Drug rebates: a lethal spiral


Offering rebates and price reductions gains market share in the short term, but in order to sustain the industry and in turn help patients, pharma needs to take a more collaborative approach and share its knowledge.

"This isn't just about saving money, most importantly, it is about making sure that patients stay well and get the best outcomes from their medicines." – so said Lord Howe, when he was head of the National Health Service in the UK.

The head of procurement from a hospital chain said: "I say: 'We need to improve our bottom line' and they hear: 'I want a discount!'"

Isn't there anything better that the pharmaceutical industry could deliver besides rebates?

There are plenty of requests from the so-called market and the pharmaceutical industry has the ability to fulfil many of them. One issue, though, is that pharma does not seem to listen to those who want broader solutions to their problems and not just pills.

It seems as if pharma only knows one game to play: 'killing by rebates'. At first, this approach could 'kill' competitors, but the side effect is likely to be 'suicide' in the longer term. As long as pharma's only strategy seems to be to beat competitors' prices, the number of pharma companies will shrink over time. There are already a number of countries where the drug business is an oligopoly, with very few companies left.

Who will survive the rebate battle?

An increasing number of physicians, payers and other stakeholders in healthcare are complaining about pharma.

Many physicians complain about the time lost to medical rep visits that deliver little of use. The reps appear trained to talk, rather than ask questions and listen.

Payers suffer from poor outcomes from treatments, when only half of all patients are compliant and fail to adhere to the planned and prescribed therapy.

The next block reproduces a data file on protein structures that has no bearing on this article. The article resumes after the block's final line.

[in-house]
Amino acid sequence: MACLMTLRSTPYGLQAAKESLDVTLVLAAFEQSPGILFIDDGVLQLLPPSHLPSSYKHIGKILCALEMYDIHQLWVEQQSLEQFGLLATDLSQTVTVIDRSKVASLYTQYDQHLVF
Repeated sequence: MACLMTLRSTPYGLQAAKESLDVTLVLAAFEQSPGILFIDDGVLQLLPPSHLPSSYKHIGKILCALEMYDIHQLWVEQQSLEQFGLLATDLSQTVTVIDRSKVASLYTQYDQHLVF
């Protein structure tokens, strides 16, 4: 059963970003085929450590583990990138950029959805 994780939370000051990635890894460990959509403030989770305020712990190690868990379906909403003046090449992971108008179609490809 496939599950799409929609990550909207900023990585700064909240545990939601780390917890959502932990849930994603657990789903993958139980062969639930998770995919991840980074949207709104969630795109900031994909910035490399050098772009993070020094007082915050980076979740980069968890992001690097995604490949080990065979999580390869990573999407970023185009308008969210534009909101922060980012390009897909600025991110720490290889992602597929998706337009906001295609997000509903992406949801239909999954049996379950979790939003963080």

It varies by country, but governments and health ministers are struggling with the role of pharma, when the industry sells drugs to hospitals for almost nothing and demands high prices when they are prescribed for outpatients.

Patient associations are angry at the inequalities, because they see high-end drugs costing a fortune for them, while in other countries they pay only a fraction of the price.

Is pharma sensing the coming headwinds?

Pharma is one of the only industries hiring medical reps and paying them to make unsolicited calls in an attempt to sell drugs to people who do not even buy.

When reps can no longer increase the pharma company's revenue, the bosses change strategy and reduce prices. Every percentage point of rebate cuts into profits. One day, the margin is so slim that field forces have to be reduced. Then the CEOs and top management suddenly discover that the top line does not really suffer from the change. Instead, they see that, after the so-called restructuring costs are covered, the bottom line rises sharply.

This contradicts basic economics and goes against the power of differentiation. Where is pharma's 'Apple'? Simply granting rebates appears to be the magic bullet, ready to cure all problems.

"There always is someone granting more rebate and offering a pill even more cheaply"


But one problem remains: there is always someone granting more rebate and offering a pill even more cheaply. This lethal spiral is turning fast in pharma currently. In Europe's largest drug market, the oligopoly is there: seven companies cover almost 80 per cent of the generic market.

In a globalised world, Good Manufacturing Practice (GMP) rules and US Food and Drug Administration surveillance globally applied, with huge differences in production and other costs, many companies stand no chance of escaping a deadly price war. There are a number of countries and companies, with FDA-approved production, following GMP and any other regulatory detail, that can produce at much lower costs than other producers could ever achieve.

There are pharma companies still profitably producing pills, at costs and prices that the poor and deprived, many governments and all payers dream of.

There is a cure to this monomial procedure of reducing prices and granting rebates: If the pharmaceutical industry would develop strategies to get actively involved and contribute to healthcare by sharing all their knowledge and expertise around specific diseases, this could add huge value and considerably improve patient outcomes.

The business model would change from selling pills to improving healthcare and the sales model would change from 'pushing drugs' to Key Account Management 3.0.

About the author:

Hanno Wolfram is the founder and owner of www.Innov8.de, a Germany-based firm offering consultancy for pharmaceutical companies. He is the author of the book KAM in Pharma 3.0, which was published in January.

Have your say: Is pharma ready to change and start knowledge-sharing?

Read more from Hanno Wolfram:

Pharma's future lies beyond the pill

Linda Banks

10 February, 2015